. the entire economy of this city is based in gaming, 33,000 people work in the industry. here at the golden nugget atlantic city casino, they have a golden nugget. look at that. they have a hotel, cay casino, d marina in the heart of new jersey. hear from the general manager at the bottom of the hour, and i sit down with a blackjack dealer and learn for the first time how to play blackjack. i never played it in the casino before, and you'll never guess how i did. it's not just gambling, but the biggest trends in alcohol these days, bourb, plus, tobacco, porn, reality tv, and how your smart phone is a vice. we have a sinful hour ahead capping it off with how you at home as an investor can make money on it all. first tonight, our top story. obamacare's latest surprise is a new fee to hit employers. douglas holtz-eakin, president of the and former cbo director. great to talk to you. i s shocked to hear about the fee, $63, nobody knew it was coming, $63 per employee, so for a company like boeing, that's $10 million just for the fee alone. what is it for, and why didn't we hear about this before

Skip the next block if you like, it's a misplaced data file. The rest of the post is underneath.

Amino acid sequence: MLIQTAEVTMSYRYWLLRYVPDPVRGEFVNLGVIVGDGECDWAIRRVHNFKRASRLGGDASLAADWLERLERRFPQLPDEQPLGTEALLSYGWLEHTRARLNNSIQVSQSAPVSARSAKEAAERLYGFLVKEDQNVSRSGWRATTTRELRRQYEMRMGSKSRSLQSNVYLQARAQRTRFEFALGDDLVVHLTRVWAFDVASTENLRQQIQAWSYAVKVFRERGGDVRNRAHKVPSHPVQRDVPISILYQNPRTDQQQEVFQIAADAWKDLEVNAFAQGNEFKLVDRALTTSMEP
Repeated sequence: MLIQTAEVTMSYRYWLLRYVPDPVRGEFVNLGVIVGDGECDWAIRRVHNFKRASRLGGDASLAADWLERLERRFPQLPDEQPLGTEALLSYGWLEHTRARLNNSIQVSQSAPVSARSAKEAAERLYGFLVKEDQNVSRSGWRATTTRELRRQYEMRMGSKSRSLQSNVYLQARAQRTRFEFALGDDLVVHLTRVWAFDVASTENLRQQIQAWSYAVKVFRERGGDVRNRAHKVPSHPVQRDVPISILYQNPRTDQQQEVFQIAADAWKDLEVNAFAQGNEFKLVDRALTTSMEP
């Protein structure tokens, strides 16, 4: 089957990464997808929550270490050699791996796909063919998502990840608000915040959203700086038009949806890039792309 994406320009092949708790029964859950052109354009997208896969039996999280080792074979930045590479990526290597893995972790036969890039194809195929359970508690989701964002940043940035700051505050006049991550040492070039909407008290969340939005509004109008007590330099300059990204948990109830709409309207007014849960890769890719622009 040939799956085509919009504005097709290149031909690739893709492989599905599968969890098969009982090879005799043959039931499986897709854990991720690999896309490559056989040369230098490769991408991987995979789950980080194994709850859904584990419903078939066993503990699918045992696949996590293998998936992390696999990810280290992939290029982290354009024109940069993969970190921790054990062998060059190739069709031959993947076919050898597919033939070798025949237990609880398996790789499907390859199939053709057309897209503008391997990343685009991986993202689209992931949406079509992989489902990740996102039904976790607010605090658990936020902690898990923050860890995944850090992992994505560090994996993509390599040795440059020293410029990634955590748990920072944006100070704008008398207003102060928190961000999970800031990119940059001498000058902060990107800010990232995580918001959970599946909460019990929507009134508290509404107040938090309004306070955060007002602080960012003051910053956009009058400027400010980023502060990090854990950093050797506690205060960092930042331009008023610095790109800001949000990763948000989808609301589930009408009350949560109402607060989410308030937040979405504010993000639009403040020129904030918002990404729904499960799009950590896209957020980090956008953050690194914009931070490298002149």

to locallize the local billed out it will bring million dollars of dollars to our economy and jobs. and it will diminish and stop the project that we've talked about. this is a very powerful program and we must have the committee to trust us. and by looking at the local generation process. thank you >> thank you for being here and thank you. >> ms. jennifer. >> good evening i'm roar e here on behalf of the san francisco state university. it's clear that san franciscans want to have this construction of other reunusual facilities. we know those would boost jobs and stabilize energy costs. and i'm here to represent the majority of san franciscans with a clear identified plan to boost the energy clean project >> is there any other comment? >> mr. brooks good afternoon. >> good afternoon commissioners. i'm with the san francisco green roots. the first thing to be really clear on is that the stakeholders in a meeting last year the community advocates unanimously said they don't support the direction the staff is mcelroy. and right off the bat having higher rates to have funds? no